Is College a Good Investment?

There has a been a lot of talk the last few years about whether a college education provides a good return on investment (ROI). High tuition, absurd annual increases, and stagnant employee wages (not to mention the rise of the Gig economy) over the past few decades have further emboldened those that say the return isn’t there and the system needs a massive overhaul.

I will admit to being a skeptic. When my son, Jack, was born one of the first things Emily and I did was open a 529 College Savings Plan for him. Our monthly contributions were small and after running the numbers and seeing that a public college education might cost $200,000 by the time he turned 18, they felt even smaller.

Of course, feelings don’t determine the merits of an investment. The numbers do. So, let’s look at some numbers to see if college offers a good ROI. Special thanks to JP Morgan’s 2020 College Planning Essentials for the data.

Arguments Against

The chief argument against college as a good investment is the cost. A common saying among real estate investors is “You make your money when you buy.” The higher the price, the less opportunity for return. As you can see from the chart below, prices are high.

A college-bound 18-year-old will pay $94,607 to attend the average public institution and $214,946 to attend the average private institution. A six-year-old can expect to pay roughly $170,000 or $386,000, depending on whether they go public or private, respectively.

What’s even more startling is how fast prices are rising: an average of 6.3%! Thankfully, it has slowed over the past few years but look at the cumulative increase going back to 1983:

As grateful as I am that coffee prices have only increased 96%, the relative savings won’t come close to offsetting college tuition’s nearly 800% increase! It gets even worse when you consider that the average wage paid today is about the same as it was back in the 1970’s.

To the critics, I say loud and clear: I hear you! Costs are out of control, inflation is ridiculous. As I type this, I’m breaking out in sweats thinking about telling Jack and Gwen that high school is the end of the line.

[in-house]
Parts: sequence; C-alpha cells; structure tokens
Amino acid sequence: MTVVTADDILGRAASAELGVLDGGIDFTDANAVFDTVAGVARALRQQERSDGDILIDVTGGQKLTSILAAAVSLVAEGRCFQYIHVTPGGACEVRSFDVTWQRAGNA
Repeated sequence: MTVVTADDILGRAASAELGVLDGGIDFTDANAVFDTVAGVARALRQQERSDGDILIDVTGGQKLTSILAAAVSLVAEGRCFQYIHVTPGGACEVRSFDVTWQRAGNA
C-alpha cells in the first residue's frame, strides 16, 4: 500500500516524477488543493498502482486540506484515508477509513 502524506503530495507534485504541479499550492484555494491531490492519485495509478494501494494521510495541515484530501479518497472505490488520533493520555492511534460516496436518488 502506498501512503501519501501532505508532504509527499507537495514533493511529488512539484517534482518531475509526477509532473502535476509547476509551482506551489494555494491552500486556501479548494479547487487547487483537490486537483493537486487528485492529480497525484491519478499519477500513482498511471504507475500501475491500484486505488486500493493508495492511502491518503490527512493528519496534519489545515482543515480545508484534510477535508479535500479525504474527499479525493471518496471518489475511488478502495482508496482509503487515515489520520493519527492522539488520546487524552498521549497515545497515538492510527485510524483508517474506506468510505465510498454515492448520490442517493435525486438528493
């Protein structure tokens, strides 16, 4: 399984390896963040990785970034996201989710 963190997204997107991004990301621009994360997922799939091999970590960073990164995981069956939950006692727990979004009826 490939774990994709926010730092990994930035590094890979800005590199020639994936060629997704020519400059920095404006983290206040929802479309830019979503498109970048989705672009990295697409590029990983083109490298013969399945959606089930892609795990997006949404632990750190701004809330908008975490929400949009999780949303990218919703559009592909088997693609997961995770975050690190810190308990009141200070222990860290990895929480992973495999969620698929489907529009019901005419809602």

Arguments For

Now, let’s turn our attention to the arguments for.

First, a college degree provides a much greater level of job security. Looking at the chart below, you’ll see unemployment by education level over the past 23 years. While the trend is obvious, of particular interest is how each group was impacted during the Great Recession of 2007-2009. For those with a college degree, unemployment peaked at less than 5% compared to nearly 11% for those with only a high school degree.

Second, the average college graduate earns exponentially more than someone without a degree: average annual earnings are $71,155 versus $38,936, respectively. That’s translates to an extra $1.8M in earnings over a 40-year career.

The Final Verdict

My answer is an unequivocal yes, college is a good investment. I do wonder how tuition-fatigue and the current pandemic will impact how college looks in the future (Greater consolidation? Less liberal arts and more specialization? More students choosing two years at a community college before finishing at a public or private institution?) but the benefits are hard to argue against.

What I believe we as parents need to focus on is finding the school that is the best fit for our kids: best fit academically, socially, and financially. We all want our kids to have an edge and that means guiding them somewhere they will thrive.

So, with the firm belief that college is a tremendous investment I am excited to announce an upcoming webinar with Brooke Daly and Lindsey Ringenbach of Advantage College Planning on Friday, May 22nd at 11 AM. Brooke and Lindsey will discuss “10 Keys to College Funding and Affordability,” dig into the scholarship process, how to research different forms of aid, how your child can maximize aid, and what we as parents can do to maximize aid, among other things. I will then present on how you can pay the tuition bill, the pros and cons of various types of accounts, how the timing of distributions matters, why you should never purchase a 529 through an advisor, and why 529 accounts set up by the student’s grandparents can foul up their eligibility for financial aid.

An invitation with more details is forthcoming and I hope you are able to tune in!

Have a great weekend!



Ryan Smith
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Born and raised on the North Shore of Massachusetts, I moved to Raleigh in 2011 to marry my wife, Emily. We have two kids, Jack and Gwen, a golden retriever named Olly, and are members of Church of the Apostles. I have been a Financial Advisor since 2005 and earned a Master’s of Science in Financial Planning from Bentley University in 2007. I became a CFP® professional in 2009, a Retirement Income Certified Professional® in 2015, and a Certified Tax Specialist™ in 2023.